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Seaspiracy: What a great documentary and how it got us all talking about the wrong solutions

The documentary Seaspiracy on Netflix is a huge hit. With bloody images it has succeeded in bringing the overwhelming challenges of overfishing, destruction of ecosystems, climate change, slavery, and forced labour practices, and plastic pollution to the attention the millions of viewers and consumers. Thank you Seaspiracy! This public outcry is needed as all these issues have been going on for too long and the time for talking has long passed. We need to act!

Where Seaspiracy is successfully showing the overwhelming size and urgency of the problems, it fails in two aspects. It, unfortunately, fails in pointing the blame effectively to the right actors and it does not have the right call to action. The documentary makes the argument that the fishing industry cannot be trusted as they are the bad guys. Sustainable fishery certification programs like dolphin friendly and MSC are not working because they cannot give a guarantee. And NGOs are not credible because they are funded and depended on the industry. It, therefore, concludes with the cynical message that the whole fishing sector is ‘in on it’ and nothing can be done about it except for consumers to eat less fish. We disagree with this.

We are not here to argue about nuances as these bold statements are partly true and untrue. Yes, large parts of the industry are still fishing unsustainable, just as large parts of the industry are making enormous progress in becoming more sustainable. Yes, certification programs are not the whole solution to all the problems and indeed they cannot give guarantees (no program can), but they are doing great work and standards are an important instrument for change. And yes, many NGOs are dependent on funding from and collaboration with the industry, and at the same time, I know few organisations who are so committed to bring positive change and protect our oceans.

The real point we want to make is that we are not talking about the real elephant in the room. There is one actor here that is so obviously failing to take up its fiduciary responsibility that it is not even funny anymore. Seaspiracy challenged all actors, seafood companies, retailers, third-party certification, NGOs, and consumers, but did not call out the very organisations that have the responsibility to protect the oceans on behalf of their people and the global population. We are talking here about Governments.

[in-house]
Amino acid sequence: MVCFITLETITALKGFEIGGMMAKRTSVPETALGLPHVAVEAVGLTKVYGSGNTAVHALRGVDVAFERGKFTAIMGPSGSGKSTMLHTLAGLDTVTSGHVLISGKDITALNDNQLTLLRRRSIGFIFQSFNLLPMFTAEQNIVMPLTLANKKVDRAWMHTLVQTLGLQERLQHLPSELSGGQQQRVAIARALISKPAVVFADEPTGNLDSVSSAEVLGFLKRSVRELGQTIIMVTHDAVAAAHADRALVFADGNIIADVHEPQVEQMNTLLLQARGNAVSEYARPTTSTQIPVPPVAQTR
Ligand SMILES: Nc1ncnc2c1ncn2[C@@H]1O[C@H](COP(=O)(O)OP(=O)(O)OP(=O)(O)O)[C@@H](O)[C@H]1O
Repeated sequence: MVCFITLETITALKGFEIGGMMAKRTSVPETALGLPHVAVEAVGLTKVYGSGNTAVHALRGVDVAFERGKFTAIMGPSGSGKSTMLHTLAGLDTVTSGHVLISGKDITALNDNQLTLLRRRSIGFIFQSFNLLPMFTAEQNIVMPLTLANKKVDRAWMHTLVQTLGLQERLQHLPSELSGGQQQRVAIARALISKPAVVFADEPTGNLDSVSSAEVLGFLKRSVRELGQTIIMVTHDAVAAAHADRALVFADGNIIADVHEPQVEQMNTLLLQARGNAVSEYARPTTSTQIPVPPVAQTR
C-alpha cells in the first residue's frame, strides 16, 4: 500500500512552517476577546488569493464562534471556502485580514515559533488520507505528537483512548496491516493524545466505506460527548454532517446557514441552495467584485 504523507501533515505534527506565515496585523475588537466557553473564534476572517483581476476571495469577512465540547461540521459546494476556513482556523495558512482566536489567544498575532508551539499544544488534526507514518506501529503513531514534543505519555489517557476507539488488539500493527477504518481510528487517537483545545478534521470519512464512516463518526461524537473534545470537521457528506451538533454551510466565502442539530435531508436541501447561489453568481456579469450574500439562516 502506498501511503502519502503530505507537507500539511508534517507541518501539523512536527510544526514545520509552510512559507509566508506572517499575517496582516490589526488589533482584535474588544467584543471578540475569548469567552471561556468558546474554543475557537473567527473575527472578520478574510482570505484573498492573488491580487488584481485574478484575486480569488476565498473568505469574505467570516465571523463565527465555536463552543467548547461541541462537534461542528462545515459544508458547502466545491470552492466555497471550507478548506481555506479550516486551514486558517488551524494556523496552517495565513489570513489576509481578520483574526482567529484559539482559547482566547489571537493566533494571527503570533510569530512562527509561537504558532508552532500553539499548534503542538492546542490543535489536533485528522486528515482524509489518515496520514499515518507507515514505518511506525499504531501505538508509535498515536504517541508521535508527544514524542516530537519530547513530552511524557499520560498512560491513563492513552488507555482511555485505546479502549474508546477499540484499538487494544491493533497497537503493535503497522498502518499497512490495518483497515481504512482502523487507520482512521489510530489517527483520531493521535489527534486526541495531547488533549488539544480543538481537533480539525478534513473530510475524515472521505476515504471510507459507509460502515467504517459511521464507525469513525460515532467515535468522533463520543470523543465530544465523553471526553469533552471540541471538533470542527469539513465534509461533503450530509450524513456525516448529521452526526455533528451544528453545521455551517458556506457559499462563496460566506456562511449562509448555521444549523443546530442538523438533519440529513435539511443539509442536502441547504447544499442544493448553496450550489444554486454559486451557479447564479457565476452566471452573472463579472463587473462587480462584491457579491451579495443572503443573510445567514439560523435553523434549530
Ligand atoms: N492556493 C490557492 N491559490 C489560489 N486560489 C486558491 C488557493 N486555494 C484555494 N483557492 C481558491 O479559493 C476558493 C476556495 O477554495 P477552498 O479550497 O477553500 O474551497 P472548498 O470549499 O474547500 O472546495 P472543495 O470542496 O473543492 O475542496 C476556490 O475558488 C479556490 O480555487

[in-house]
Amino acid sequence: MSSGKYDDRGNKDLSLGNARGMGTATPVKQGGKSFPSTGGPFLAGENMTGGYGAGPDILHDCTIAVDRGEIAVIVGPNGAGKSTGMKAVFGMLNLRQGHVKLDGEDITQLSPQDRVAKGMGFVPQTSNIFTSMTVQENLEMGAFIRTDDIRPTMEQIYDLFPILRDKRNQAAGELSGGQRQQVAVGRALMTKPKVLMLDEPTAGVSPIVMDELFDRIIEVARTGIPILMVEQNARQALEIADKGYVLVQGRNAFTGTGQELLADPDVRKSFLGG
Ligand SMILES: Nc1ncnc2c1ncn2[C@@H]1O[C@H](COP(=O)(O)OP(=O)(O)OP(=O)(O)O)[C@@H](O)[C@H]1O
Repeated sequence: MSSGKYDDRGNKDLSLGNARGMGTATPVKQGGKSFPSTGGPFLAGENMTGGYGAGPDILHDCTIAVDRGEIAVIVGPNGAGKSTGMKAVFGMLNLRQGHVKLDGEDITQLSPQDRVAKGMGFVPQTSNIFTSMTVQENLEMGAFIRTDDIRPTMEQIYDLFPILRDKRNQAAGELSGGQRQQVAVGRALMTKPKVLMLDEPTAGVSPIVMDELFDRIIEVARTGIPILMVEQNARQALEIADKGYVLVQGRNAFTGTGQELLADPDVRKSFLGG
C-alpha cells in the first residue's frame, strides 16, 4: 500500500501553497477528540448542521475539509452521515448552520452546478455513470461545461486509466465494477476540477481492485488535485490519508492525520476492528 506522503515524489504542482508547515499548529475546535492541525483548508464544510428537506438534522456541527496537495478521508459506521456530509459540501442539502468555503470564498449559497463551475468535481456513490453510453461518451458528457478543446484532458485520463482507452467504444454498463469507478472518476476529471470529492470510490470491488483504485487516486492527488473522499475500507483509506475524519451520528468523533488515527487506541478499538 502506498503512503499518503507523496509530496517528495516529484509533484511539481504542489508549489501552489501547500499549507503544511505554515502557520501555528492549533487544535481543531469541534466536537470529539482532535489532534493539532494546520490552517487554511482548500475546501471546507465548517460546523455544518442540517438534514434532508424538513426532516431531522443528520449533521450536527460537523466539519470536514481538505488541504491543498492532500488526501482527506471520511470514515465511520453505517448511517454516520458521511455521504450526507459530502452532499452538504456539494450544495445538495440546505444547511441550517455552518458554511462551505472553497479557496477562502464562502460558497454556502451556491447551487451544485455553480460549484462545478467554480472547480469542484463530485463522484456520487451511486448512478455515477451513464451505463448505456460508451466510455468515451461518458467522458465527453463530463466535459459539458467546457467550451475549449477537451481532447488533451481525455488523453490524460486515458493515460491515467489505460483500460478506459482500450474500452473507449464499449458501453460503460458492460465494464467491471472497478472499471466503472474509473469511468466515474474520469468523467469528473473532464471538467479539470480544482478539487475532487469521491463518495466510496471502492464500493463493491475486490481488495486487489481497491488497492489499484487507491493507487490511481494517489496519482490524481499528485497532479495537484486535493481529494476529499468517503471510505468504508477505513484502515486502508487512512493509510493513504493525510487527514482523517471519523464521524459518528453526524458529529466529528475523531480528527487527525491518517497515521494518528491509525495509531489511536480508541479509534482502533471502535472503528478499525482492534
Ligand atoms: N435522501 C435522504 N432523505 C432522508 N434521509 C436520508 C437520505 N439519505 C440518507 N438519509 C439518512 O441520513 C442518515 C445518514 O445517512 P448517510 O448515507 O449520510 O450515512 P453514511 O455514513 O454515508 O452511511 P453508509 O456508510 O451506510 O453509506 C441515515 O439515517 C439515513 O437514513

The world’s oceans and seas are more than anything else a public resource and as such whilst those that exploit it for profit must take their responsibility to look after it and be accountable, so must governments first and foremost. Governments have simply failed to adequately step up to protect the oceans, whether from overfishing, climate change or plastic pollution. They have also failed to address human rights abuse and safety at sea. Reasons being because it is in their interest to exploit the seas and the oceans as well, for example, to enable cheap food for their citizens and create employment or they lack the political will and the means to do something about it. The public oceans are a textbook example of what Garret Hardin calls a free common. And as we know all too well “Freedom in commons brings ruin to all”[1].

As long as we allow to see the oceans as a free resource where every nation and every boat is rewarded to exploit it and take as much as possible, we have little hope to change that with certification programs, NGO campaigns or a call to consumers to eat less fish.

In fact, certification programs and NGOs campaigns have brought us this far, and now it is time to get the governments to step up as well. For this, an additional tool is needed that tells everyone what governments are doing to protect the oceans and those that harvest the truly sustainable fish protein that it generates – this tool we propose is an Ocean Governance Scorecard (OSG).

A credible Ocean Governance Scorecard can:

  • Hold coastal states that do not adequately manage and monitor fish stocks in their territorial waters to count based on scientific targets